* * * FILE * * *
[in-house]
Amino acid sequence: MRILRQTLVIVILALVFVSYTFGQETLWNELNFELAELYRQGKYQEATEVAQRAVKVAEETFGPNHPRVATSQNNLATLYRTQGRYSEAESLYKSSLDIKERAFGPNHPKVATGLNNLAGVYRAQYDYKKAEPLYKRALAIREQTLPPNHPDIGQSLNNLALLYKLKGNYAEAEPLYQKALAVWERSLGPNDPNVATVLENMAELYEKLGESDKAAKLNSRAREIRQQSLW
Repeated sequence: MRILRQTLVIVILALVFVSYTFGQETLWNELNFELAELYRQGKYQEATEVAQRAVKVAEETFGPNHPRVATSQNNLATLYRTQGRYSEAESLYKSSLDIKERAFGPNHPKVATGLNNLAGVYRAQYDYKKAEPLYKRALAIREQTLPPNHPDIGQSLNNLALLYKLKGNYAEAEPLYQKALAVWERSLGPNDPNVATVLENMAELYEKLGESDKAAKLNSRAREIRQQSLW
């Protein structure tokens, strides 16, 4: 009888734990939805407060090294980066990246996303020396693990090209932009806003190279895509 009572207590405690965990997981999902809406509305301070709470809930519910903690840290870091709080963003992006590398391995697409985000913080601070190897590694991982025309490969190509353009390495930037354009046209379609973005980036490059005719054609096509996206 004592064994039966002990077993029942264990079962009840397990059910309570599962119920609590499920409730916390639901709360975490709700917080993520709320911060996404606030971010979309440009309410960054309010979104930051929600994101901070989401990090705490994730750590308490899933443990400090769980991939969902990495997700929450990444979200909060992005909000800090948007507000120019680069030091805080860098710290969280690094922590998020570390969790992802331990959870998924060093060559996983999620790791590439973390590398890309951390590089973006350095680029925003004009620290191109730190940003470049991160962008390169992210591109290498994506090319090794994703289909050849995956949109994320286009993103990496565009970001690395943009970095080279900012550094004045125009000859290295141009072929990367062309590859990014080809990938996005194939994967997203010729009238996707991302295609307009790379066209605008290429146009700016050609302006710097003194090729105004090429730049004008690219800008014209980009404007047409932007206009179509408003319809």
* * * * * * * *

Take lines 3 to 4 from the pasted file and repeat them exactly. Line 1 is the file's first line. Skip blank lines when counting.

Repeated sequence: MRILRQTLVIVILALVFVSYTFGQETLWNELNFELAELYRQGKYQEATEVAQRAVKVAEETFGPNHPRVATSQNNLATLYRTQGRYSEAESLYKSSLDIKERAFGPNHPKVATGLNNLAGVYRAQYDYKKAEPLYKRALAIREQTLPPNHPDIGQSLNNLALLYKLKGNYAEAEPLYQKALAVWERSLGPNDPNVATVLENMAELYEKLGESDKAAKLNSRAREIRQQSLW
């Protein structure tokens, strides 16, 4: 009888734990939805407060090294980066990246996303020396693990090209932009806003190279895509 009572207590405690965990997981999902809406509305301070709470809930519910903690840290870091709080963003992006590398391995697409985000913080601070190897590694991982025309490969190509353009390495930037354009046209379609973005980036490059005719054609096509996206 004592064994039966002990077993029942264990079962009840397990059910309570599962119920609590499920409730916390639901709360975490709700917080993520709320911060996404606030971010979309440009309410960054309010979104930051929600994101901070989401990090705490994730750590308490899933443990400090769980991939969902990495997700929450990444979200909060992005909000800090948007507000120019680069030091805080860098710290969280690094922590998020570390969790992802331990959870998924060093060559996983999620790791590439973390590398890309951390590089973006350095680029925003004009620290191109730190940003470049991160962008390169992210591109290498994506090319090794994703289909050849995956949109994320286009993103990496565009970001690395943009970095080279900012550094004045125009000859290295141009072929990367062309590859990014080809990938996005194939994967997203010729009238996707991302295609307009790379066209605008290429146009700016050609302006710097003194090729105004090429730049004008690219800008014209980009404007047409932007206009179509408003319809």